a systematic and sustained boycott in the same way as the anti-
apartheid movement boycotted the then minority white racist
government of South Africa helping to bring about the transition to a
non-racial democracy led by Nelson Mandela. Shareholders,
investors and employees – and especially the scientists - of these 25
companies must feel the pressure of international public opinion. It
may take 5 years; it may take 10 years - but it has to be done for the
greatest good of the greatest number. I give you the list of these arms
producing companies and the arm sales they made in 2005. This
organized and sustained boycott will make a practical contribution
towards ensuring that the companies accept a sense of corporate
social responsibility to the rest of the world and make their
contribution to the achievement of the Millennium Development
Goals. We will need a coalition of like minded civil society groups to
study, plan and implement the boycott. But let us make a start here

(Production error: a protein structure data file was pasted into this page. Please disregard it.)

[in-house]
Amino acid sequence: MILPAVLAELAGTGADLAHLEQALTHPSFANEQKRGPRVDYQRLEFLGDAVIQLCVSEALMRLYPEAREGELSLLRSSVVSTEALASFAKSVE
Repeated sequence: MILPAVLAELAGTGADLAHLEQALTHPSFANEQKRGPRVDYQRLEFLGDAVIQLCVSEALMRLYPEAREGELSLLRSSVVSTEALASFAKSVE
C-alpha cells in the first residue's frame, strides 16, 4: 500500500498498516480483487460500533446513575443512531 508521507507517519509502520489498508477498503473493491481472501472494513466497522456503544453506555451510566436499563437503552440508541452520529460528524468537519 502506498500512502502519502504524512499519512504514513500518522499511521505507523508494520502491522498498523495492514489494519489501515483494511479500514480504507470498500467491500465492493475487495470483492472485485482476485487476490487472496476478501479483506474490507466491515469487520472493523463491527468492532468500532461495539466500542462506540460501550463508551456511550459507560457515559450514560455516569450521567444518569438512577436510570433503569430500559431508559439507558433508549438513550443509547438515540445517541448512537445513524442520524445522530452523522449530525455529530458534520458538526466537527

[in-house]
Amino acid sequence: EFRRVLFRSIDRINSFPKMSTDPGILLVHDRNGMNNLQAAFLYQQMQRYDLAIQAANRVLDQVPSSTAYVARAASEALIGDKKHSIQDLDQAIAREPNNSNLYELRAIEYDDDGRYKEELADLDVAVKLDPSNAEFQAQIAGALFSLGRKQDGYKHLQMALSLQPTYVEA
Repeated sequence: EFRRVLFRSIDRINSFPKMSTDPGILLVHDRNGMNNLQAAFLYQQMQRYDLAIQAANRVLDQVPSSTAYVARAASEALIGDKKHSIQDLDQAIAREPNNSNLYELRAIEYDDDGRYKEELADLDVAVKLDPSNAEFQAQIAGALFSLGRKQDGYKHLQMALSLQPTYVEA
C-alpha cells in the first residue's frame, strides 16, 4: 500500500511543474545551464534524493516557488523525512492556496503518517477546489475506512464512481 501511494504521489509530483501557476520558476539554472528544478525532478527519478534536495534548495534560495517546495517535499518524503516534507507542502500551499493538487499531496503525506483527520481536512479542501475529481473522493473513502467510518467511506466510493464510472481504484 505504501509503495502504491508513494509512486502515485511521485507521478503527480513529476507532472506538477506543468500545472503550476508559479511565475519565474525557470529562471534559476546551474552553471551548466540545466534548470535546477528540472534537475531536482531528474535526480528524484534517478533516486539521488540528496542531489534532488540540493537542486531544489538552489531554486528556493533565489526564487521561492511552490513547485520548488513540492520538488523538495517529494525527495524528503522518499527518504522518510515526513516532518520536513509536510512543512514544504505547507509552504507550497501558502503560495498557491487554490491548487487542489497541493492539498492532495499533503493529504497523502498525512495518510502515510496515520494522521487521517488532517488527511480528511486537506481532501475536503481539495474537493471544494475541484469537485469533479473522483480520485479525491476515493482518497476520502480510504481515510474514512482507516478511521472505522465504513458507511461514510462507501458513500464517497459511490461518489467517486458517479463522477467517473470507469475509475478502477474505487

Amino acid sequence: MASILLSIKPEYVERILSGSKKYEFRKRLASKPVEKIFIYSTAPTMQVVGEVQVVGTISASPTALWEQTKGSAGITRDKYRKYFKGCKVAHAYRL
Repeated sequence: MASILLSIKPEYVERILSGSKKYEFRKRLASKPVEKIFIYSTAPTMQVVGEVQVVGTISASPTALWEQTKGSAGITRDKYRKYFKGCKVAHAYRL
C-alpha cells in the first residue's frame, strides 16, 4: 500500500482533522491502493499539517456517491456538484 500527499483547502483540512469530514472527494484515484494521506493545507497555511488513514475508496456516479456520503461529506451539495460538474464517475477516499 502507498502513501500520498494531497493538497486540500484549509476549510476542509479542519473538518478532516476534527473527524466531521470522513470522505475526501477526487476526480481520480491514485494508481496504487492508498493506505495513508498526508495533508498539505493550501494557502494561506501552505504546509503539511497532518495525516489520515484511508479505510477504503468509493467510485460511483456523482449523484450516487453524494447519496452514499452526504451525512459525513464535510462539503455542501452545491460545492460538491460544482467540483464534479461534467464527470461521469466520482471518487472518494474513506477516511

and now. Civil society activism is a vital factor in today’s
international relations. We are following in the footsteps of Mahatma
Gandhi, Martin Luther King and others.
Here are the 25 companies:
Boeing (USA) $ 28, 050 m.
- Northrop Grumman (USA) $ 27, 590 m.
- Lockheed Martin (USA) $ 26, 460 m.
- BAE Systems (UK) $ 23, 230 m.
- Raytheon (USA) $ 19, 800 m.
- General Dynamics (USA) $ 16, 570 m.
- Finmeccanica (Italy) $ 9, 800 m.
- EADS (Europe) $ 9, 580 m.
- L-3 Communications (USA) $ 8, 970 m.
- Thales (France) $ 8, 940 m.
- United Technologies Corp. (USA) $ 6, 840 m.
- SAIC (USA) $ 5, 060 m.
- DCN (France) $ 3, 520 m.
- Rolls Royce (UK) $ 3, 470 m.
- Computer Sciences Corp. (USA) $ 3, 400 m.
- ITT Industries (USA) $ 3, 190 m.
- General Electric (USA) $ 3, 000 m.
- Honeywell International (USA) $ 2, 940 m.
- Halliburton (USA) $ 2, 720 m.
- SAFRAN (France) $ 2, 630 m.
- Dassault Aviation Groupe (France) $ 2, 210 m.
- Mitsubishi Heavy Industries (Japan) $ 2, 190 m.
- Saab (Sweden) $ 2, 110 m.
- Alliant Techsystems (USA) $ 2, 060 m.
- Harris (USA) $ 1, 870 m.
Ladies & Gentlemen,
Sir Isaac Newton once said – “If I have seen a little further, it is by
standing on the shoulders of giants”. Here in this historic city and in
this historic Bibliotheca Alexandrina, let us attempt to develop a
vision of a better world, building on the accumulated wisdom of the
I thank you.
Jayantha Dhanapala is a former UN Under-Secretary General
and a former Ambassador of Sri Lanka. He is currently Chairman
of the UN University Council and President of the Pugwash
Conferences on Science and World Affairs. The views expressed
here are personal to him.
INTERNATIONAL PEACE BUREAU
Annual Seminar: BOOKS OR BOMBS?
SUSTAINABLE DISARMAMENT FOR SUSTAINABLE DEVELOPMENT
November 11-12, 2007.